The Corner

Elections

Amy Klobuchar Stands Alone

Sen. Amy Klobuchar is greeted by supporters during a campaign event in Salem, N.H., February 9, 2020. (Brendan McDermid/Reuters)

Voting is underway in New Hampshire today, and Amy Klobuchar has finally found a way to stand out in the Democratic field. Asked yesterday whether there is room in her coalition for pro-life people, she said yes. Would she aim to find common ground on reducing the demand for abortion, the same interlocutor wondered? Yes again, and Klobuchar touted her work in the congressional coalition on adoption.

She reiterated much the same thing on today’s episode of The View. “Do you think there’s room for pro-life Democrats to vote for you?” host Meghan McCain asked Klobuchar, after noting that Senator Bernie Sanders (I., Vt.) had said in a recent town hall that “being pro-choice is an absolutely essential part of being a Democrat.”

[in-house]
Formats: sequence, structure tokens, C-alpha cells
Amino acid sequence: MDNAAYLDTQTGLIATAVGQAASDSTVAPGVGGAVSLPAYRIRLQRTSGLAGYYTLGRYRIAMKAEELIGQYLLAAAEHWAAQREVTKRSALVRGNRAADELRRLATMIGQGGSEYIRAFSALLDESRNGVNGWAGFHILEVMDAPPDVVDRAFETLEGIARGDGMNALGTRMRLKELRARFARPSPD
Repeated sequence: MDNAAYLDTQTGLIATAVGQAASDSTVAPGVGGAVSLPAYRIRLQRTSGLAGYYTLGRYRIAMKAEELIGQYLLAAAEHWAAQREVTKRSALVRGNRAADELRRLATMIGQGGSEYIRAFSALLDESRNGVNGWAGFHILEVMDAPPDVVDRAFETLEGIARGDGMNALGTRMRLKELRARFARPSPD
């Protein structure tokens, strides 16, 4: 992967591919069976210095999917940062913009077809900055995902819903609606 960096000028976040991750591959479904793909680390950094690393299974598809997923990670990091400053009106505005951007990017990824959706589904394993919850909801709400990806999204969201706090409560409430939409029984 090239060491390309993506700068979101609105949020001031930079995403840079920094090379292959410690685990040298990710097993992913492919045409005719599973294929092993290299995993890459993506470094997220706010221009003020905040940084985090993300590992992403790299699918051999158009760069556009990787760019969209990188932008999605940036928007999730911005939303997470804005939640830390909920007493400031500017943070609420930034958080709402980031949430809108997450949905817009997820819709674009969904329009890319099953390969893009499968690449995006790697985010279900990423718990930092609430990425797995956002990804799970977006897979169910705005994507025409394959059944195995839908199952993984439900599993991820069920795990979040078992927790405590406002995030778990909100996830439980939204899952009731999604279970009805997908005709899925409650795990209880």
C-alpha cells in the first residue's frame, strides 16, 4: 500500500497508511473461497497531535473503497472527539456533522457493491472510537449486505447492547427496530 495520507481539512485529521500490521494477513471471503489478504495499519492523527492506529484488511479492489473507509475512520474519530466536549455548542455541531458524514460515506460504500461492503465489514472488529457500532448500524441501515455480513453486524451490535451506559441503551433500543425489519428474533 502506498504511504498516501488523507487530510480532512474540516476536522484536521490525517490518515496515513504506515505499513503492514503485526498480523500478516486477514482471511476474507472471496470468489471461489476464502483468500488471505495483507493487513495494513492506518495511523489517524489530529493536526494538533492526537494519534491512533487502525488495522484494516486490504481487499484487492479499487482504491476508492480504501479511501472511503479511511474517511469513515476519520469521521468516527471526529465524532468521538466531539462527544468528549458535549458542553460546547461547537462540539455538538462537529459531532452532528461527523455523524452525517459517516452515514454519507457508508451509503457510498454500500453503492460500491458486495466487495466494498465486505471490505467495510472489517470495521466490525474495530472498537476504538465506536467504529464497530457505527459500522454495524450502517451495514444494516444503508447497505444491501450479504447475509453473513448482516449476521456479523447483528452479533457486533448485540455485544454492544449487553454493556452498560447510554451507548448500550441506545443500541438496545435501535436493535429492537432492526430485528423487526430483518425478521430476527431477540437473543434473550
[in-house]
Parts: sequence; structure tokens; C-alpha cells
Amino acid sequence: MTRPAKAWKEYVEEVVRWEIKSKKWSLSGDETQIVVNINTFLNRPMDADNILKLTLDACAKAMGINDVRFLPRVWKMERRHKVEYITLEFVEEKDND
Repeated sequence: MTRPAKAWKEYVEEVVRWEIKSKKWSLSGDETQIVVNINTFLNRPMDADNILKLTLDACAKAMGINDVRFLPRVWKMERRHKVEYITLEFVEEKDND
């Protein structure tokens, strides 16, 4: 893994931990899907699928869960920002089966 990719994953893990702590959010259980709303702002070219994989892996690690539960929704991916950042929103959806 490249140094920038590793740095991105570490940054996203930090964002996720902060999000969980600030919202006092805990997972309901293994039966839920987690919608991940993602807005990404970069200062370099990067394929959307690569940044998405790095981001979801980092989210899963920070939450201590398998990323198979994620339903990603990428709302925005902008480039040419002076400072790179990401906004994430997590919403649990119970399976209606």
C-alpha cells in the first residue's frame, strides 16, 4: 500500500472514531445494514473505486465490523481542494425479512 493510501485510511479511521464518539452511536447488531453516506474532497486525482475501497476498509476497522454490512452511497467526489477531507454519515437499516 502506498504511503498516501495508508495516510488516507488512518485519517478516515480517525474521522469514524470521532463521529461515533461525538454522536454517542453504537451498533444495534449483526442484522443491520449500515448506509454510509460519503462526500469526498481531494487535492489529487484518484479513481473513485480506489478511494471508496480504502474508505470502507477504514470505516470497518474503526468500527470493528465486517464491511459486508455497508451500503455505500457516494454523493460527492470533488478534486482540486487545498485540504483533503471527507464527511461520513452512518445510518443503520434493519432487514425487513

“I am strongly pro-choice. I have always been pro-choice,” Klobuchar told McCain. “But I believe we’re a big-tent party, and there are pro-life Democrats, and they are part of our party. I think we need to build a big tent. We need to bring people in instead of shutting them out.”

Considering that Klobuchar has shown little inclination to amend her policy stance on abortion to provide a more welcoming home for Democrats who oppose the killing of the unborn, she doesn’t deserve much substantive praise. It is a sorry situation indeed when a candidate makes news merely for declining to oust voters who comprise about one-third of the party — but as support for abortion on demand increasingly becomes a Democratic litmus test, her refusal to do so is worth noting.

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